That's exactly what's happened with Colson's recent commentary, "The Context of Forgiveness" (mp3) and Moyer's closing monolouge of his Bill Moyer's Journal program, "Bill Moyers on the grace of the Amish" (mov).
Both discuss the new book, "Amish Grace: How Forgiveness Transcended Tragedy". I think they are both worth listening to/watching, (and the book itself is probably well worth a read) but here's just a snippet from the Colson commentary:
A demented gunman, Charles Roberts, took a school-room full of Amish girls hostage in Nickel Mines, Pennsylvania. Before he killed himself, Roberts had murdered five girls in cold blood.
But as shocking as this senseless act of violence was, it was what followed that sent the real shock waves through the nation.
Within hours of the shooting, several members of the Amish community visited Mrs. Roberts and her family, to express their sorrow over her loss and to say they did not hold anything against them. Another Amish man visited the killer’s father. A Roberts family spokesperson said, “He stood there for an hour, and he held [Mr. Roberts] in his arms and said, ‘We forgive you.’”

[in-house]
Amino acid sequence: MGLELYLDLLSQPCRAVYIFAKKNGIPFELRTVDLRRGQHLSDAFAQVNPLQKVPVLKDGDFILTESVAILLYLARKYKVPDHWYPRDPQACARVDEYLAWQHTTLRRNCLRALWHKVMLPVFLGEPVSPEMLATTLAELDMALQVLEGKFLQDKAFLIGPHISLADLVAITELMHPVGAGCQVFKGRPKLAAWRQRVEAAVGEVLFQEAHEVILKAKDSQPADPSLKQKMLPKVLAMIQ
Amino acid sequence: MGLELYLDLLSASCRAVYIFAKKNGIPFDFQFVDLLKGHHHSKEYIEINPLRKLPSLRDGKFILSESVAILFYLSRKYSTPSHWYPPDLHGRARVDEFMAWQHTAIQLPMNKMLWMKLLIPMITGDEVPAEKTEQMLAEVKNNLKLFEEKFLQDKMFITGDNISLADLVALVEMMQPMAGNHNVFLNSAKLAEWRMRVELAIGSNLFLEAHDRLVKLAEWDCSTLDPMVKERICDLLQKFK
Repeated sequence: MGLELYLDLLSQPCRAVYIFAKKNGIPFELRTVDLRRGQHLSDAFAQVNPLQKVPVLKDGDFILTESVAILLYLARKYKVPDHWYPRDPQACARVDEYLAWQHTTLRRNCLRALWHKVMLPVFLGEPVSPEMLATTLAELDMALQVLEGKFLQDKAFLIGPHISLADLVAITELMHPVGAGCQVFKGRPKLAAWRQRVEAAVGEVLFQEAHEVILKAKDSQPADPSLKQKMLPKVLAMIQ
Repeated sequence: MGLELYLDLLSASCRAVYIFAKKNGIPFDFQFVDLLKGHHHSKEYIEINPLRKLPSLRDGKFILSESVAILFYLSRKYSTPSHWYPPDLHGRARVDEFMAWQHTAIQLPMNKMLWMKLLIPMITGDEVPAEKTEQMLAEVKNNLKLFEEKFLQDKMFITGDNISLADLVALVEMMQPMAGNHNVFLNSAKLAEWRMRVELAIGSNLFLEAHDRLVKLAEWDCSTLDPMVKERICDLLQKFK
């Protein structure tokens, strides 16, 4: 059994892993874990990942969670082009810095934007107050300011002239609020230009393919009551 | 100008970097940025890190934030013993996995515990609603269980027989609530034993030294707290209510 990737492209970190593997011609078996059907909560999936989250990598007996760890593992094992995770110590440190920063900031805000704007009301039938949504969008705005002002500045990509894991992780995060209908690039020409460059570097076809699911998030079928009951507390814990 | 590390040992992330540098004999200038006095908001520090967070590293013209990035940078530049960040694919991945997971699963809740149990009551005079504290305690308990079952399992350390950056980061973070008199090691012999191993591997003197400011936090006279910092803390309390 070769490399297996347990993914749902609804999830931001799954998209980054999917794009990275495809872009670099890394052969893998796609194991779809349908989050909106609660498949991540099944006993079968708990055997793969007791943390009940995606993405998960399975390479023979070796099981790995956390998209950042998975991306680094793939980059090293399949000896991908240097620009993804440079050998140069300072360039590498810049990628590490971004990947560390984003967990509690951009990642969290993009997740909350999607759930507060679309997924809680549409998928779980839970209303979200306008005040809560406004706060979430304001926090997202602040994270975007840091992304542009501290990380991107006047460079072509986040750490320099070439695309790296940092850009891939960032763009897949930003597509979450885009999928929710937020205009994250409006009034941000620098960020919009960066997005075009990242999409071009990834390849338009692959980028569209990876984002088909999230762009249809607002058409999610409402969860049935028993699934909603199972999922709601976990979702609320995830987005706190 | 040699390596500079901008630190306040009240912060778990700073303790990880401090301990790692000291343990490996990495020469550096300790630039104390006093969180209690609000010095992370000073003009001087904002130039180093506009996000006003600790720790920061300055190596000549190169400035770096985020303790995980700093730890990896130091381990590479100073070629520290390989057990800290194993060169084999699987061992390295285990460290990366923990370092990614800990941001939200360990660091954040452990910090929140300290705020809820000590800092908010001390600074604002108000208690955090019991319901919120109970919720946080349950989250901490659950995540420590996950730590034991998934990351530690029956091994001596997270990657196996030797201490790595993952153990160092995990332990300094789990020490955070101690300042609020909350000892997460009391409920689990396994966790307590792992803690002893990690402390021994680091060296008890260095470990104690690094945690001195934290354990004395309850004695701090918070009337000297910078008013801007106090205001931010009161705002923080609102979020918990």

But the question is, how are we working in our own communities to build cultures of grace? Do we teach our children to forgive? Are we actively working to restore offenders and to reach out in aid to victims? And are we overcoming the evil in the world by good, as we are commanded to?
The Amish have given us a great lesson in the way to defeat hatred and alienation. It is the Christian worldview—the only one that makes such a magnificent response to such a horrible tragedy possible.